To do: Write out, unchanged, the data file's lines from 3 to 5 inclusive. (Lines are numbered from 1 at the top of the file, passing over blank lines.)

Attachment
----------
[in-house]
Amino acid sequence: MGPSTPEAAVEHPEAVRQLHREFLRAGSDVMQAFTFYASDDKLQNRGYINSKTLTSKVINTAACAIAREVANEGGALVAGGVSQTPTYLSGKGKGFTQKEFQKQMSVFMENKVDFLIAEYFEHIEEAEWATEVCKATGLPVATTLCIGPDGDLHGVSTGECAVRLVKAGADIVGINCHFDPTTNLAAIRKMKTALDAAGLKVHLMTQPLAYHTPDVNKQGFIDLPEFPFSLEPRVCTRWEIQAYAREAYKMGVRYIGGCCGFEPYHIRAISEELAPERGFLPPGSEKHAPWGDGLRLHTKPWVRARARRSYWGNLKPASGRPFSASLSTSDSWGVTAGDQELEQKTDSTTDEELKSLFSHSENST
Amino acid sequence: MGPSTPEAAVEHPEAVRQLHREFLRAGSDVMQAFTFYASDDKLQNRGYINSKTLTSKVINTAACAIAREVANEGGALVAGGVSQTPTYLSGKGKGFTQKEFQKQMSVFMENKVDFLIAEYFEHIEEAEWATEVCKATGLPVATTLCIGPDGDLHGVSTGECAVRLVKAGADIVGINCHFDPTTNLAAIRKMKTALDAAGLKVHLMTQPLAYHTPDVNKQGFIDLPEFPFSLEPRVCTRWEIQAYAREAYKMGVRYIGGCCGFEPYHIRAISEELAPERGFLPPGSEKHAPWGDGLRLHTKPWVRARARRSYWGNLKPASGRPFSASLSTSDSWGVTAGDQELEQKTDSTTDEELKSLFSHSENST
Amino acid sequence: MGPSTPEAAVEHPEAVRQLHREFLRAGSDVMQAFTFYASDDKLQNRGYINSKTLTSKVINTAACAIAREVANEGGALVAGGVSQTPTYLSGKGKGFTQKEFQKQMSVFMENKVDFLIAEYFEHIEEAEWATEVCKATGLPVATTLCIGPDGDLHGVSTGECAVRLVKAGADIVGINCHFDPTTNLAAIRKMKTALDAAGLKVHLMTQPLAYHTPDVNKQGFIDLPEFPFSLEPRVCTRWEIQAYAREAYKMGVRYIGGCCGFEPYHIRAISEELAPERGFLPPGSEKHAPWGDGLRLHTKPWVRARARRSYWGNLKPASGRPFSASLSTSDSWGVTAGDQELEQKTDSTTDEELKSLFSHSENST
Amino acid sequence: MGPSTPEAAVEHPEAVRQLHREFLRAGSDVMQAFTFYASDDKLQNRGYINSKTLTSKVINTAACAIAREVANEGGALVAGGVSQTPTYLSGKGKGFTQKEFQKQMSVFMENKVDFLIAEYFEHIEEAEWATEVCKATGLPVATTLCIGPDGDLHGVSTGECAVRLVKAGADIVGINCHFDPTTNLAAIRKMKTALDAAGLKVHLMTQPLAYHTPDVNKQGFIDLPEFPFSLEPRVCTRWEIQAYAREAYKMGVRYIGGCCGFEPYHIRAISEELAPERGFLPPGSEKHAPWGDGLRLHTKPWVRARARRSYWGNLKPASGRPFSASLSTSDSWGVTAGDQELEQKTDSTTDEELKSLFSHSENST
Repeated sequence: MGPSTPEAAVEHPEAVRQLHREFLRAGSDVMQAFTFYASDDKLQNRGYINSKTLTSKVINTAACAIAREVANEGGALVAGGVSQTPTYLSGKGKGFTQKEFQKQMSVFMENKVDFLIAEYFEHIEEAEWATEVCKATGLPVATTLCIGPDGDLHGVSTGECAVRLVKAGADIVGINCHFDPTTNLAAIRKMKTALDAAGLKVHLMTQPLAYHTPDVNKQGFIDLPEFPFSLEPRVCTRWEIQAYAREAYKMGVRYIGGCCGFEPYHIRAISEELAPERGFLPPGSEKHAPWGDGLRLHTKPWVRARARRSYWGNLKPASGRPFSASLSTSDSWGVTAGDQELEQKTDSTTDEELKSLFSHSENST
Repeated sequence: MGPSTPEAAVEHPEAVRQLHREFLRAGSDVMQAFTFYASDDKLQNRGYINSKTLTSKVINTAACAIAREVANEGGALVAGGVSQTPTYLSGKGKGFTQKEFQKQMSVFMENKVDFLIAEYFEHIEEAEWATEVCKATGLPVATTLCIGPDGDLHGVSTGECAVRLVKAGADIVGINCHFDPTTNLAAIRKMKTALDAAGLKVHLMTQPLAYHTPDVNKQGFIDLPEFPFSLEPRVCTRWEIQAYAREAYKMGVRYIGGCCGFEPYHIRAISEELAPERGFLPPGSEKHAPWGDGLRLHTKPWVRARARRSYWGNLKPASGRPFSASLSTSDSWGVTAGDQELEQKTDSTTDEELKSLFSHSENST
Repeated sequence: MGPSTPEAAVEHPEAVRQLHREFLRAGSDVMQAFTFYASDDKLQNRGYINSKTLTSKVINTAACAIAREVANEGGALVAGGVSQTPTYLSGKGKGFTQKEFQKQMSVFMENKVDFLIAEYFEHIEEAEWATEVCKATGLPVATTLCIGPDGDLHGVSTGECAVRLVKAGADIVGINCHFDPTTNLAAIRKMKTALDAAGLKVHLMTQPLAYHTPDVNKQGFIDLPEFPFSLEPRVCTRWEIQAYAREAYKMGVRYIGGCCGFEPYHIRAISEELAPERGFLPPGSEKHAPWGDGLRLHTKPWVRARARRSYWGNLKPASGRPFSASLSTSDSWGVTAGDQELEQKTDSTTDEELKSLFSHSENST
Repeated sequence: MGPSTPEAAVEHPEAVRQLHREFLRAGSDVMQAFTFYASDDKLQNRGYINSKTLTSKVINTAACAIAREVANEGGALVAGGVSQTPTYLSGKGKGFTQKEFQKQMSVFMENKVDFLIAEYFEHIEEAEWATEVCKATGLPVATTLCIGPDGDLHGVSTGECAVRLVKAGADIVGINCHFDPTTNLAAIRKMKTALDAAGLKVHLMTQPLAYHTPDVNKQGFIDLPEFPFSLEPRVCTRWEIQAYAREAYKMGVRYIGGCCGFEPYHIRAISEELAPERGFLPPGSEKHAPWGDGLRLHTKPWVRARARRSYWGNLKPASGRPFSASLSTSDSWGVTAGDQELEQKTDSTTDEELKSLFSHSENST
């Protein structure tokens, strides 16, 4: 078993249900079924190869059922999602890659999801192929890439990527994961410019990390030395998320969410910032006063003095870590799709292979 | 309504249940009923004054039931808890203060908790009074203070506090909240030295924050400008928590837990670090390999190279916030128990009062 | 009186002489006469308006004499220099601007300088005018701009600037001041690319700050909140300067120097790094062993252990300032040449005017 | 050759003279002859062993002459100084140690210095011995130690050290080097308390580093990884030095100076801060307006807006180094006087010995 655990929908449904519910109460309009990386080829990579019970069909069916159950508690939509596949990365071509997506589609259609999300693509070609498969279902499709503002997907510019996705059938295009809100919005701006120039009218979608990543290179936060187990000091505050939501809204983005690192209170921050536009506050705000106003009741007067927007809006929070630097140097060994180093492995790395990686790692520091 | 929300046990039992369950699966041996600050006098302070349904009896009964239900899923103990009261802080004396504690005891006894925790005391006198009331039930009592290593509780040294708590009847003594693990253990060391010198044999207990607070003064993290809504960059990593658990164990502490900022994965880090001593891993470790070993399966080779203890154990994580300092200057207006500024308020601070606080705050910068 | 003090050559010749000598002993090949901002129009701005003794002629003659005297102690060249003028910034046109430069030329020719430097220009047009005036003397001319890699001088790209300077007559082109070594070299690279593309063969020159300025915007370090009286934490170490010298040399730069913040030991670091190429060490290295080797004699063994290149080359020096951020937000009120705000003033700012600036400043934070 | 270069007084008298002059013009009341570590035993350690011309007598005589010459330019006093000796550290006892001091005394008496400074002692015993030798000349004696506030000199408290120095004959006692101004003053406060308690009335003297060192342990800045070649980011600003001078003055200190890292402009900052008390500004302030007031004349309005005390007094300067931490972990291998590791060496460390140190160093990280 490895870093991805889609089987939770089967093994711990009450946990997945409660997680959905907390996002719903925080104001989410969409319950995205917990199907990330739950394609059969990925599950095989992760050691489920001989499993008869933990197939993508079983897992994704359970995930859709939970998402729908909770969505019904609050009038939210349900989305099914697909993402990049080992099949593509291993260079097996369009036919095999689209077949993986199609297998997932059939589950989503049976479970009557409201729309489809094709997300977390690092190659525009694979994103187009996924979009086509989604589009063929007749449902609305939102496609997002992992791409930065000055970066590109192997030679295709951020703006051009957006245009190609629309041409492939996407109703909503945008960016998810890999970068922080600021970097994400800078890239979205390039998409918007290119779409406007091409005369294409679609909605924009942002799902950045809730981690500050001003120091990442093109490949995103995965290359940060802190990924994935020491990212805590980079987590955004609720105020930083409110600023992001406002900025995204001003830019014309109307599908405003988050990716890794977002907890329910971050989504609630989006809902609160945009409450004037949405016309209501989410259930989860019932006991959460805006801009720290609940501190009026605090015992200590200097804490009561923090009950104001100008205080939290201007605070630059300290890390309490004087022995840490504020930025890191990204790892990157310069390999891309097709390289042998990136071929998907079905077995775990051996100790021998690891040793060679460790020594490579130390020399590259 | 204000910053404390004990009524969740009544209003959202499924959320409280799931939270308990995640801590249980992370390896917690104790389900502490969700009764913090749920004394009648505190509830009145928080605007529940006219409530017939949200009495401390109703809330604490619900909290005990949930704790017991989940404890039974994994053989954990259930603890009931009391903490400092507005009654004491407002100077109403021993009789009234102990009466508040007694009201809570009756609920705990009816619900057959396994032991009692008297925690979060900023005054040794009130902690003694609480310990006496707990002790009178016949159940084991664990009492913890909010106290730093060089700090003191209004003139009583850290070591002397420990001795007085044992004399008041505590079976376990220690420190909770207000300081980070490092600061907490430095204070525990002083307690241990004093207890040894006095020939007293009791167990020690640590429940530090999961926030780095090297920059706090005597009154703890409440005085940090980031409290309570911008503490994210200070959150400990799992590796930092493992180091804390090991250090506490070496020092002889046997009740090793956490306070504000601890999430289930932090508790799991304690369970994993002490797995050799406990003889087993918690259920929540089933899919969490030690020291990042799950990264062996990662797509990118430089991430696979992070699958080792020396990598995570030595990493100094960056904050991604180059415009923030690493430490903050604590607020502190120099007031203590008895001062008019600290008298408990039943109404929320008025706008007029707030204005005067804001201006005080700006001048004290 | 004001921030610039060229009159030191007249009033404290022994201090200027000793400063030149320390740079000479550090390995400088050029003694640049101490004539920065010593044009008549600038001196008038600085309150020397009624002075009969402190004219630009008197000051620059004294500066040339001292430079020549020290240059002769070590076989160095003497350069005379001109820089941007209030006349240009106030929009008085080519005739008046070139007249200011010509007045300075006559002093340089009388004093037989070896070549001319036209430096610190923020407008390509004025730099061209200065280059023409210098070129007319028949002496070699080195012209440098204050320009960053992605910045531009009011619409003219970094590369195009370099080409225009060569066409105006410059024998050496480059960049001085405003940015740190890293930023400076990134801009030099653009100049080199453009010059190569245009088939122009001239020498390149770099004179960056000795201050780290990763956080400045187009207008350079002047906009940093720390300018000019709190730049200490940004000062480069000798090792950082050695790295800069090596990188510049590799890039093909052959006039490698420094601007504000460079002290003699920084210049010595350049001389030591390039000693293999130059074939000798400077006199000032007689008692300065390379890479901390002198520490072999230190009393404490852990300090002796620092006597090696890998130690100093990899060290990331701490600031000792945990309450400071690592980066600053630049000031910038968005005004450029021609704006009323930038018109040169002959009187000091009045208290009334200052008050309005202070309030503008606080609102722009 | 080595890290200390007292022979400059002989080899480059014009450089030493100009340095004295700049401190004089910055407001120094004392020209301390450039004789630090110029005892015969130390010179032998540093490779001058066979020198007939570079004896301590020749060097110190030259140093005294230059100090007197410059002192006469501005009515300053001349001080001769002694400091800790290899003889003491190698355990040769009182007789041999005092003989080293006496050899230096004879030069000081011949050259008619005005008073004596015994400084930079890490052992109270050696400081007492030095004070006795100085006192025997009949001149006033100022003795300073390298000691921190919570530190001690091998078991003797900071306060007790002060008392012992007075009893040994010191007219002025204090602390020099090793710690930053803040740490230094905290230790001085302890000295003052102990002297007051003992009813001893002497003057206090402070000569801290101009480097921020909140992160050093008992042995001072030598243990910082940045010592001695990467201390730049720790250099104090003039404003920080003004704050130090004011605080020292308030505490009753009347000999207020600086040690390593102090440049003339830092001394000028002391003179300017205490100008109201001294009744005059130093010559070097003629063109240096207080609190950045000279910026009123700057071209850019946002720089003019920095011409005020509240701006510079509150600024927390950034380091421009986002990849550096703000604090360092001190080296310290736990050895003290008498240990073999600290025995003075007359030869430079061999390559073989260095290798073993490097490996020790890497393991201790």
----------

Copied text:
Amino acid sequence: MGPSTPEAAVEHPEAVRQLHREFLRAGSDVMQAFTFYASDDKLQNRGYINSKTLTSKVINTAACAIAREVANEGGALVAGGVSQTPTYLSGKGKGFTQKEFQKQMSVFMENKVDFLIAEYFEHIEEAEWATEVCKATGLPVATTLCIGPDGDLHGVSTGECAVRLVKAGADIVGINCHFDPTTNLAAIRKMKTALDAAGLKVHLMTQPLAYHTPDVNKQGFIDLPEFPFSLEPRVCTRWEIQAYAREAYKMGVRYIGGCCGFEPYHIRAISEELAPERGFLPPGSEKHAPWGDGLRLHTKPWVRARARRSYWGNLKPASGRPFSASLSTSDSWGVTAGDQELEQKTDSTTDEELKSLFSHSENST
Amino acid sequence: MGPSTPEAAVEHPEAVRQLHREFLRAGSDVMQAFTFYASDDKLQNRGYINSKTLTSKVINTAACAIAREVANEGGALVAGGVSQTPTYLSGKGKGFTQKEFQKQMSVFMENKVDFLIAEYFEHIEEAEWATEVCKATGLPVATTLCIGPDGDLHGVSTGECAVRLVKAGADIVGINCHFDPTTNLAAIRKMKTALDAAGLKVHLMTQPLAYHTPDVNKQGFIDLPEFPFSLEPRVCTRWEIQAYAREAYKMGVRYIGGCCGFEPYHIRAISEELAPERGFLPPGSEKHAPWGDGLRLHTKPWVRARARRSYWGNLKPASGRPFSASLSTSDSWGVTAGDQELEQKTDSTTDEELKSLFSHSENST
Amino acid sequence: MGPSTPEAAVEHPEAVRQLHREFLRAGSDVMQAFTFYASDDKLQNRGYINSKTLTSKVINTAACAIAREVANEGGALVAGGVSQTPTYLSGKGKGFTQKEFQKQMSVFMENKVDFLIAEYFEHIEEAEWATEVCKATGLPVATTLCIGPDGDLHGVSTGECAVRLVKAGADIVGINCHFDPTTNLAAIRKMKTALDAAGLKVHLMTQPLAYHTPDVNKQGFIDLPEFPFSLEPRVCTRWEIQAYAREAYKMGVRYIGGCCGFEPYHIRAISEELAPERGFLPPGSEKHAPWGDGLRLHTKPWVRARARRSYWGNLKPASGRPFSASLSTSDSWGVTAGDQELEQKTDSTTDEELKSLFSHSENST